Quirky Girls Get Thumbs-up from “Idol” Judges

You can tell it’s time to get serious on “American Idol.” The red Coke cups are back. No more shilling for Vitaminwater — it’s time for the real thing.

The big news of Tuesday’s first round of the “American Idol” semifinals was that new judge Ellen DeGeneres isn’t sitting in Paula Abdul’s old seat. She’s batting leadoff, on the far edge of the four-seat podium. Randy Jackson slides down a spot to the No. 2 hole, followed by Kara DioGuardi at No. 3. Simon Cowell, of course, bats cleanup.

Tuesday night saw the 12 women take the stage, with the men getting their turn Wednesday. The judges had at least a few bad things to say about everyone, but generally speaking the quirkier girls got the best response.

Everyone liked Lilly Scott, the Denver auditioner who said she was basically living in her car and playing on the street a year ago. Kara credited that experience for making her rendition of The Beatles “Fixing a Hole” sound great and recommended that approach, even though being a busker to pay the rent leads to things like, well, living in cars.

Who knows what the judges really think of Crystal Bowersox? They like that she’s an original indie artist, yet Simon and Kara want her to be more than a coffee shop performer. So basically, what they really like about her they want to see less of? Uh, OK. Simon again brought up that you could see similar acts performing on the streets, which makes me think that musicians have his daily routine all mapped out by now and stake out positions where he’ll hear them. Dumb idea — he doesn’t strike me as the kind of guy who tosses many dollar bills into guitar cases if he’s in a hurry to get to a taping.

How about Siobhan Magnus becoming the first glass-blowing apprentice to make the “Idol” semifinals? (And no, I did not check the backgrounds of everyone to ever get this far, but I remain confident in my statement.) She did a nice job doing Chris Isaak’s “Wicked Game” and should be safe.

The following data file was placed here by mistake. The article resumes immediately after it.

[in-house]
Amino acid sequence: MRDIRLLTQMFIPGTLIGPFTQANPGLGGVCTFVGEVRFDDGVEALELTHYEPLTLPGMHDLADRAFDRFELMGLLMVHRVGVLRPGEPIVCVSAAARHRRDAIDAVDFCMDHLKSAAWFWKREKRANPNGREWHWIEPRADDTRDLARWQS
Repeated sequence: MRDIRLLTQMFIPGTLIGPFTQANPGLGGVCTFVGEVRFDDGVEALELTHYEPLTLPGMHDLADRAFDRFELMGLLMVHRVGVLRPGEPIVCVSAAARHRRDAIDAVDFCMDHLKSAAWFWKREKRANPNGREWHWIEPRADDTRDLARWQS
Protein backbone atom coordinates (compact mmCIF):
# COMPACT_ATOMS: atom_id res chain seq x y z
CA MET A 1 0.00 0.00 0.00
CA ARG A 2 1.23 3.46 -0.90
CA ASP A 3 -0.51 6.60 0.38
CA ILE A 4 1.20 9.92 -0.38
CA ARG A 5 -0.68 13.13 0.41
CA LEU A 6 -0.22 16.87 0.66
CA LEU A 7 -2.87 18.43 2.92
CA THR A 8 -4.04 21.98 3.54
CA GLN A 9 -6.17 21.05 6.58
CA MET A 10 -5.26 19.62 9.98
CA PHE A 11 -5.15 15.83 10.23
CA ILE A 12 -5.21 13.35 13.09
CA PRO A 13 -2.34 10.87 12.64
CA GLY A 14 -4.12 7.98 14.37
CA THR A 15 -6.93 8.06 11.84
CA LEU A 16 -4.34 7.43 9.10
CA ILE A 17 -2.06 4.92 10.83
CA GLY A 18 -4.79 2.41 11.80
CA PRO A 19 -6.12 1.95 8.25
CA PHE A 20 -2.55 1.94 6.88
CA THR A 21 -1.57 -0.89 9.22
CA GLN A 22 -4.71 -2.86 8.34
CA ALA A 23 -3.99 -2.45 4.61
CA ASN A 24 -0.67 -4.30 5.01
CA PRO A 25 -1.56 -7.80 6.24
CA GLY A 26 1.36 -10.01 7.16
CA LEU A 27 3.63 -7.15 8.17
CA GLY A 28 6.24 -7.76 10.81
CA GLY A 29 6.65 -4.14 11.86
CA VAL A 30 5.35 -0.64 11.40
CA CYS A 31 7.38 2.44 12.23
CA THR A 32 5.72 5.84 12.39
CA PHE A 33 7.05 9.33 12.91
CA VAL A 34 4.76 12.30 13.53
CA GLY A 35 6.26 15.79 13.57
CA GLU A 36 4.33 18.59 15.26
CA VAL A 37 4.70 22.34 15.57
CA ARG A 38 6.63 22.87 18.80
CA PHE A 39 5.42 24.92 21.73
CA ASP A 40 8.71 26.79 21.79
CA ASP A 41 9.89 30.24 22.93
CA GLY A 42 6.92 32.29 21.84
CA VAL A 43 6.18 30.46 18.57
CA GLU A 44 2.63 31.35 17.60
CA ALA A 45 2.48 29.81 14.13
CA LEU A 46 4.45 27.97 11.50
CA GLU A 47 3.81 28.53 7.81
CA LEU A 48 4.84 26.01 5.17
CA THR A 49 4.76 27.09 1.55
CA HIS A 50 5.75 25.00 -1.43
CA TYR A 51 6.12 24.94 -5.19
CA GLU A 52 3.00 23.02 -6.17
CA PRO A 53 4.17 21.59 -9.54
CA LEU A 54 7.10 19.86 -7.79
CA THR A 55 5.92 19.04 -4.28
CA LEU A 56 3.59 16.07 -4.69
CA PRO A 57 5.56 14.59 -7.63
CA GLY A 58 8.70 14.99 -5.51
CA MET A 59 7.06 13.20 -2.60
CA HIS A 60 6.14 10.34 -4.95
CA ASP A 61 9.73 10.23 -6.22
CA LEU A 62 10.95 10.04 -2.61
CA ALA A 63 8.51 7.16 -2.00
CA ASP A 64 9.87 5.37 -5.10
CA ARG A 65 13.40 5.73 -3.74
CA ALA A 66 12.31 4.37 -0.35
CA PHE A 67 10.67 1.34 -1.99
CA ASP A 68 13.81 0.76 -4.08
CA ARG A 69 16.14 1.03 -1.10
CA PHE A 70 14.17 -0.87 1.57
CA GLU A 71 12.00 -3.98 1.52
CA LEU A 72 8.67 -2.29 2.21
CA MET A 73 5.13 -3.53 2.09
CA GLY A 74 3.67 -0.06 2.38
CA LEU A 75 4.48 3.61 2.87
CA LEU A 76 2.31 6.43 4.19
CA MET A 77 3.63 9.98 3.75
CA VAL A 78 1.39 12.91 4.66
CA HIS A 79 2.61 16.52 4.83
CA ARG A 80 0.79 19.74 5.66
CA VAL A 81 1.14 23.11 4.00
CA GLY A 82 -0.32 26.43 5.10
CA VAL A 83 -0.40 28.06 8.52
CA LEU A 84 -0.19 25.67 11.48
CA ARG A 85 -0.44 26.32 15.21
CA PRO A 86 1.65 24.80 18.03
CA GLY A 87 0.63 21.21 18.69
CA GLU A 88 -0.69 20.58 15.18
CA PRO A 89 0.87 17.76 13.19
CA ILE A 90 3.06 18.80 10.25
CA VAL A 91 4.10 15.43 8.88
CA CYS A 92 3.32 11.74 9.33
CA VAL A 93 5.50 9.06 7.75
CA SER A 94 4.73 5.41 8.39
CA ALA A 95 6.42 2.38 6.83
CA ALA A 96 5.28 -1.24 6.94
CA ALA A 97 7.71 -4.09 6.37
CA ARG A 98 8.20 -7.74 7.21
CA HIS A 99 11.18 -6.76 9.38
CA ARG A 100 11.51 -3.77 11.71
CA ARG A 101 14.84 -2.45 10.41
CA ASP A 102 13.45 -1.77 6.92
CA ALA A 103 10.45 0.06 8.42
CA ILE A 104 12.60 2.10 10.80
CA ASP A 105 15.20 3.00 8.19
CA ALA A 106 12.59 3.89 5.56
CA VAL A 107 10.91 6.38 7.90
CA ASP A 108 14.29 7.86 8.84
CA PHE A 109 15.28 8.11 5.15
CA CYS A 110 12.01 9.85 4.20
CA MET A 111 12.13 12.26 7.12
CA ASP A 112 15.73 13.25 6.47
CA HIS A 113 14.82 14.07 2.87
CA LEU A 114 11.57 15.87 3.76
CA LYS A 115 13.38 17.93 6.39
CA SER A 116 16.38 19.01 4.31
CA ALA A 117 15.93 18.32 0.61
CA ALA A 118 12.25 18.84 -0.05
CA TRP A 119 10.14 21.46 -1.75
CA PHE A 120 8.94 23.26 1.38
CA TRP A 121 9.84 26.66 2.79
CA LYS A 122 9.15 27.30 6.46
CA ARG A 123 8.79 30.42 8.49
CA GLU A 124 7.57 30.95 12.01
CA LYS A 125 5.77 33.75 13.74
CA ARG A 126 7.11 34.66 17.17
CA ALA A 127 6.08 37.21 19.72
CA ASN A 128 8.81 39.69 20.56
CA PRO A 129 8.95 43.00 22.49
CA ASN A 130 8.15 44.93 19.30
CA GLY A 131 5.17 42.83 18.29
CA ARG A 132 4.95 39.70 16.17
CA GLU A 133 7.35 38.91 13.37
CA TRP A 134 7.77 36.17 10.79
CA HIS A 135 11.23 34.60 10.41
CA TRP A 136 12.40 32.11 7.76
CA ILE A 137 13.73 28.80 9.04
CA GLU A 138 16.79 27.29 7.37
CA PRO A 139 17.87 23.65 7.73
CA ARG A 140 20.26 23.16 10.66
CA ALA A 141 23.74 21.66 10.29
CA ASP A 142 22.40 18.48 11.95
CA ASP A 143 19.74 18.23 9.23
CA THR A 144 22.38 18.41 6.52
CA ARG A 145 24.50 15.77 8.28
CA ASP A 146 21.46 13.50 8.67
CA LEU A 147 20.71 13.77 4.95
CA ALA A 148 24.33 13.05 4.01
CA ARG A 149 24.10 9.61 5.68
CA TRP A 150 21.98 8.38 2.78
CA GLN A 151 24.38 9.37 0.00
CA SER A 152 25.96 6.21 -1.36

Michelle Delamor was told that “Falling” by Alicia Keys was a safe choice for her, as though Keys is a really easy person to mimic. And poor Katie Stevens. She’s the latest teenager to sail through to this point, only to be suddenly told that they need to sound younger. Not everyone can be Taylor Swift, people. And Ellen was the one who brought it up, so she now officially fits in with the rest of the “Idol” judges who have tortured young women with that line for nine seasons now.

Still, they all stand a better chance than the singers who went early, because in a two-hour episode, who really remembers what happened at 8:15 p.m.? Paige Miles was good, but was mainly memorable for saying, “I’m sewn into my outfit. I’ve been waiting to pee for five hours.” Jannell Wheeler did OK with Heart’s “What About Love,” but didn’t have much in the way of pizzazz.

Katelyn Epperly could have changed her name to Barbie with her makeup and fancy hairdo, but the judges loved her despite the rough edges. Didi Benami sang a little later and was fine, but memorable only to her family and friends, and those who lost money betting that she would break down in tears at some point during the broadcast, as she did at her initial audition and in Hollywood.

Want to impress your friends and predict who will be voted off on Thursday’s results show, when the bottom two vote-getters see their “Idol” journey end early? One possibility is Haeley Vaughn, who sang “I Wanna Hold Your Hand” and made it her own, but had some flaws in the vocals. Ellen, the non-musical expert, enjoyed it. Simon, the musical expert, called it “a complete and utter mess.” We’ll see who wins out.

The two best bets to go, however, are Ashley Rodriguez and Lacey Brown. Rodriguez didn’t get much airtime before Tuesday’s show and didn’t make any waves with Leona Lewis’ “Happy.” Brown’s “Landslide” got the worst feedback from the four judges, and the Texan who barely missed making the semifinals a year ago may barely have a chance to unpack her bags this season before going home. But Simon did say she has nice eyes, so at least she’s got that going for her.

Craig Berman is a writer in Washington, D.C. Follow him on Twitter at twitter.com/craigberman.

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